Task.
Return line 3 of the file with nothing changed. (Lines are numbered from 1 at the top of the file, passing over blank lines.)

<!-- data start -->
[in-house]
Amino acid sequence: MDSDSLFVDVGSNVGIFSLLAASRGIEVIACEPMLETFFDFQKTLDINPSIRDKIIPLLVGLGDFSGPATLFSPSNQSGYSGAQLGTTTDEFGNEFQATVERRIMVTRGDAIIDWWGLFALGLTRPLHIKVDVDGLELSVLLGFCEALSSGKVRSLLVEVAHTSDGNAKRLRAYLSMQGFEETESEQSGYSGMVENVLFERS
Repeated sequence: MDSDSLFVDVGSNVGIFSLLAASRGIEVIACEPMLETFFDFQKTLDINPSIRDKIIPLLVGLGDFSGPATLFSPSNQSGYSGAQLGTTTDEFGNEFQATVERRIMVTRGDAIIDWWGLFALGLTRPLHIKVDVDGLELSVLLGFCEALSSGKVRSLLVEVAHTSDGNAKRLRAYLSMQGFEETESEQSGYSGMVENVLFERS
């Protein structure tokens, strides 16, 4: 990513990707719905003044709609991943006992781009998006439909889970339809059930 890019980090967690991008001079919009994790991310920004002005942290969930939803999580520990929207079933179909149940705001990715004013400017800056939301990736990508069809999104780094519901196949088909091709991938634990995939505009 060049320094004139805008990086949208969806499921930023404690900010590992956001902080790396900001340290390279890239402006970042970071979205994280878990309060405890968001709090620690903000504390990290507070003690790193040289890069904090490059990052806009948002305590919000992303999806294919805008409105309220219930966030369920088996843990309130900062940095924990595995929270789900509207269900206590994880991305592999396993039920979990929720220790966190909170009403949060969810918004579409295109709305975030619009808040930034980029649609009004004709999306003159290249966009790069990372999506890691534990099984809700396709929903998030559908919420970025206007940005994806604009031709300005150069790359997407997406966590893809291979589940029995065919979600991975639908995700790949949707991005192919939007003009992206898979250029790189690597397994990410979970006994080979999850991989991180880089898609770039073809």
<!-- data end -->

Repeated sequence: MDSDSLFVDVGSNVGIFSLLAASRGIEVIACEPMLETFFDFQKTLDINPSIRDKIIPLLVGLGDFSGPATLFSPSNQSGYSGAQLGTTTDEFGNEFQATVERRIMVTRGDAIIDWWGLFALGLTRPLHIKVDVDGLELSVLLGFCEALSSGKVRSLLVEVAHTSDGNAKRLRAYLSMQGFEETESEQSGYSGMVENVLFERS